On 16 December 1971, the Squadron Commander of B Squadron, the Poona Horse asked for reinforcement as the Pakistani Armour which was superior in strength, counter attacked at Jarpal, in the Shakargarh Sector. On hearing this transmission, Second Lieutenant Arun Khetarpal who was in A Squadron, voluntarily moved along with his troop, to assist the other squadron. En route, while crossing the Basantar River, Second Lieutenant Arun Khetarpal and his troop came under fire from enemy strong points and RCL gun nests that were still holding out. Time was at a premium and as critical situation was developing in the B Squadron sector, Lieutenant Arun Khetarpal, threw caution to the winds and started attacking the impending enemy strong points by literally charging them, overrunning the defence works with his tanks and capturing the enemy infantry and weapon crew at pistol point. In commander of his troop was killed. Second Lieutenant Arun Khetarpal continued to attack relentlessly until all enemy opposition was overcome and he broke through towards the B Squadron position, just in time to see the enemy tanks pulling back after their initial probing attack on this squadron. He was so carried away by the wild enthusiasm of battle and the impetus of his own headlong dash that he started chasing the withdrawing tanks and even managed to shoot and destroy one. Soon thereafter, the enemy reformed with a squadron of armour for a second attack and this time they selected the sector held by Second Lieutenant Arun Khetarpal and two other tanks as the points for their main effort. A fierce tank fight ensured ten enemy tanks were hit and destroyed of which Second Lieutenant Arun Khetarpal was severely wounded. He was asked to abandon his tank but he realised that the enemy though badly decimated was continuing to advance in his sector of responsibility and if he abandoned his tank the enemy would break through, he gallantly fought on and destroyed another enemy tank, At this stage his tank received a second hit which resulted in the death of this gallant officer. Second Lieutenant Arun Khetarpal was dead but he had, by his intrepid valour saved the day; the enemy was denied the breakthrough he was so desperately seeking. Not one enemy tank got through. Second Lieutenant Arun Khetarpal had shown the best qualities of leadership, tenacity of purpose and the will to close in with the enemy. This was an act of courage and selfsacrifice far beyond the call of duty. Brigadier Khawja Mohammad Naser to Brigadier M.L. Khetarpal :"It is regarding your son who is, of course, a national hero in India. However on that fateful day, your son and I were soldiers, unknown to one another, fighting for the respect and safety of our respective countries. I regret to tell you that your son died in my hands. Arun's courage was exemplary and he moved his tank with fearless courage and daring, totally unconcerned about his safety. Tank casualties were very high till finally there were just two of us left facing one another. We both fired simultaneously. It was destined that I was to live and he was to die."

When an enemy cherishes such a high regard of someone then must confess This kind of man comes once in a million i guess.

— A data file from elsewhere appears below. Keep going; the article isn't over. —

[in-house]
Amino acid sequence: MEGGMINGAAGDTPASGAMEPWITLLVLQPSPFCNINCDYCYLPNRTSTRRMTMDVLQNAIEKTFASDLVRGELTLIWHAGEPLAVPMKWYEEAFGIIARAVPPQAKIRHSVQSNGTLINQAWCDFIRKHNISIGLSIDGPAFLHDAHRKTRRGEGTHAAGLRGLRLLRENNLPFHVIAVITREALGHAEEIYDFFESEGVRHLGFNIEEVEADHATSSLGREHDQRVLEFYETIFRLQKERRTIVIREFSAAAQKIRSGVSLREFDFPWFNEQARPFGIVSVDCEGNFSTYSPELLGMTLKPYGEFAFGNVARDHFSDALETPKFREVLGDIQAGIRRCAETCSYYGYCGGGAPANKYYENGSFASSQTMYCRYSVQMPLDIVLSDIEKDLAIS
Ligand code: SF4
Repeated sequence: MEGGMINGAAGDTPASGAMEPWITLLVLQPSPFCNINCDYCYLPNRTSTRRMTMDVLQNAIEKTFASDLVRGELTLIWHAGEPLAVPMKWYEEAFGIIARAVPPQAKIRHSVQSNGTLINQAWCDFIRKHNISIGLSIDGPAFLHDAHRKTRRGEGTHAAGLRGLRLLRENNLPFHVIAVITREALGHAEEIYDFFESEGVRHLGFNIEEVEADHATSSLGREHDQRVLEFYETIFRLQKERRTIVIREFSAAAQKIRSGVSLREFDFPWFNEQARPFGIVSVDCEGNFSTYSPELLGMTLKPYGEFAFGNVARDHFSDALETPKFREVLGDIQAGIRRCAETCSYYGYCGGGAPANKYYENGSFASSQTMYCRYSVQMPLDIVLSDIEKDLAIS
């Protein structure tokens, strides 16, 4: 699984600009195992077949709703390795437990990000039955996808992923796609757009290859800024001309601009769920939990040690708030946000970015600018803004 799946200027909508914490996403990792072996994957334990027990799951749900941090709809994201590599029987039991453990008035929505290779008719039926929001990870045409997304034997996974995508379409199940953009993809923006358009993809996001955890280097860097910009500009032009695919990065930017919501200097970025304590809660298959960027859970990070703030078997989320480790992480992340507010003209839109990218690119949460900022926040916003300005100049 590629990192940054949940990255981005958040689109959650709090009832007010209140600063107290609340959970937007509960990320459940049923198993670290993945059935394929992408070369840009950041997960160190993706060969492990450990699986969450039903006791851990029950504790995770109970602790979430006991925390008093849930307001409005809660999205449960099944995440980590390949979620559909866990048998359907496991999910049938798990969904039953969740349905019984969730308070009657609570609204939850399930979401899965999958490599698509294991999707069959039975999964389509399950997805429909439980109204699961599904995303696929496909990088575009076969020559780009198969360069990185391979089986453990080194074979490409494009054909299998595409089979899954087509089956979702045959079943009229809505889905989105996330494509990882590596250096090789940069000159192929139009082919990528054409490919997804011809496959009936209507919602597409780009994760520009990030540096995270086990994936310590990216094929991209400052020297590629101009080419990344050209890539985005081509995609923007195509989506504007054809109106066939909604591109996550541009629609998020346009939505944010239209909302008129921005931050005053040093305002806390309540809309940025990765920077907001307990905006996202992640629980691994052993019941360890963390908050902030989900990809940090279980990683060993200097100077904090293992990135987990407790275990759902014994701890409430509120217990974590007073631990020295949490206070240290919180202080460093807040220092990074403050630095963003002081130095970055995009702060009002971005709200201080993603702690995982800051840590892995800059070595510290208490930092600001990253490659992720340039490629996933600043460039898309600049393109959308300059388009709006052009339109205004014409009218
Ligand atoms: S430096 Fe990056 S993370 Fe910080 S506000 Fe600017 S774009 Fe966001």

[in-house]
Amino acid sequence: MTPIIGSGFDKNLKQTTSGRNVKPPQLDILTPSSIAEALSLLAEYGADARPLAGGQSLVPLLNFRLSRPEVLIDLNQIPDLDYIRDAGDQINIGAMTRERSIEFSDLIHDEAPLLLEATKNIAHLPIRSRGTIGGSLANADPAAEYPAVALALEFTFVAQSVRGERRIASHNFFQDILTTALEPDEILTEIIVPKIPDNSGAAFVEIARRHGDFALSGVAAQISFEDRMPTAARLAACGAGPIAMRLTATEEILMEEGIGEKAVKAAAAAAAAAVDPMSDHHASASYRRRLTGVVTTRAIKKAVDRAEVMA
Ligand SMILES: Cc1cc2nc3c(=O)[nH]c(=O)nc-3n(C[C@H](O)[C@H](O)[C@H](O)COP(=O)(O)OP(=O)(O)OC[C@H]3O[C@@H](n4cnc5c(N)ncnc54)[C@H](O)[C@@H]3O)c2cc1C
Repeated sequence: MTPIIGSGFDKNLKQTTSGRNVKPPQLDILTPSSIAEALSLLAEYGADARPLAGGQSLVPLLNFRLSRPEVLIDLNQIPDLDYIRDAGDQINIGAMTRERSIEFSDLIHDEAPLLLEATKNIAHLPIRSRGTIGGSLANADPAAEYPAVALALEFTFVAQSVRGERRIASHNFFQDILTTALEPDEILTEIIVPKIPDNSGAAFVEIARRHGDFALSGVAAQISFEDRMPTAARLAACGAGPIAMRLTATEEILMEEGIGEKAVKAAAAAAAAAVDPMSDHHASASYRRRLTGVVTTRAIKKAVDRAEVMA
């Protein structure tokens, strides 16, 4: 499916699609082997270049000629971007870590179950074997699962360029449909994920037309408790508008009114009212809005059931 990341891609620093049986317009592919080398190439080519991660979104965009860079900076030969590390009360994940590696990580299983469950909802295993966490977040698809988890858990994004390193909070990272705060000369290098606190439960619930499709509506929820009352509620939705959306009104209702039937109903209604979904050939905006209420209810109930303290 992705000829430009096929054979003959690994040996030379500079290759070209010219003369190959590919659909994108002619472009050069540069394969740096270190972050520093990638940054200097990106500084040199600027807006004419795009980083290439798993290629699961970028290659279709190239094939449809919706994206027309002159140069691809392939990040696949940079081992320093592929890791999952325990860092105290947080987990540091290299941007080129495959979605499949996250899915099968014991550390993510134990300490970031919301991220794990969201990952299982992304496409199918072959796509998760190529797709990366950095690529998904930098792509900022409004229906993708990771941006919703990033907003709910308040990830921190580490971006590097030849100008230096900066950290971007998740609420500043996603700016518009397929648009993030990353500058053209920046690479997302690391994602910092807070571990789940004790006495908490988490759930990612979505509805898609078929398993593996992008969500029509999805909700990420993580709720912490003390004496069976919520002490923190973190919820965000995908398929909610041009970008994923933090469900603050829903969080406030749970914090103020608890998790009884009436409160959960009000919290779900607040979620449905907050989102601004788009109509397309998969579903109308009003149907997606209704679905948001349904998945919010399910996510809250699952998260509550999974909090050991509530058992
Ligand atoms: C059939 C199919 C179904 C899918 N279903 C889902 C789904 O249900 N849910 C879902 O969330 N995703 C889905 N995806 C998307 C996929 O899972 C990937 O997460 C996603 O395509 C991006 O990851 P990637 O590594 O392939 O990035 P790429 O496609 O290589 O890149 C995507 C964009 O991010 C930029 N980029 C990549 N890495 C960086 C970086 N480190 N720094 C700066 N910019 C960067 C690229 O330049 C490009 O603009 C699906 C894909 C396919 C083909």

Major Inderjeet Singh Babbar (14 Field regiment)

The troops of Red Horns Division deployed in Darrang district had a spectacular success on 17 June 2003 in smashing an ULFA temporary transit hideout at village Neogpara five kilometers north east of Deomornai in Darrang district. Based on specific information about the presence of ULFA militants in Neogpara village the troops of Red Horns Division carried out seek and destroy operation under Major IS Babbar on 17 June 2003. At about 1100 hours the stops were placed on the escape routes and the search party under the officer approached the village to search the specific house. At about 1130 hours, as the search party approached the specific house the party suddenly came under heavy automatic fire from the house. The party Commander Major IS Babbar in a swift offensive action charged into one of the houses from where the hiding militants opened fire. In this ensuing encounter the officer sustained grievous injuries in his abdomen and shot dead one ULFA militant. Mean while another militant from the adjacent house opened fire indiscriminately at Major IS Babbar and his buddy, undaunted and in complete disregard to his personal safety the officer continued to engage the militant and killed the second militant. In spite of his critical injuries and profuse bleeding the officer in the highest traditions of theIndian Army, refused to be evacuated and continued to systematically destroy the militant hideout. The third militant who tried to flee while firing on own troops was also injured by Major IS Babbar and later shot dead by one of the stops. The dead militants were identified as self styled lieutenant Ajit Saikia Alias Kausher Ali and Bhairab Deka. In this unparalleled act of raw courage the officer killed two hardcore ULFA militants and succeeded in destroying the ULFA hideout. On search of the area Army recovered one 7.62 mm universal machine gun with one box cylindrical magazine, one rifle AK 56 with three magazine, 290 live rounds, 109 rounds of fired cases, one Chinese grenade, three detonators with safety fuse, large quantity of medicines and four rucksacks with personal belongings. Major IS Babbar in a rare display of inspired bravery and personal courage laid down his life fighting the militants in the service of the nation.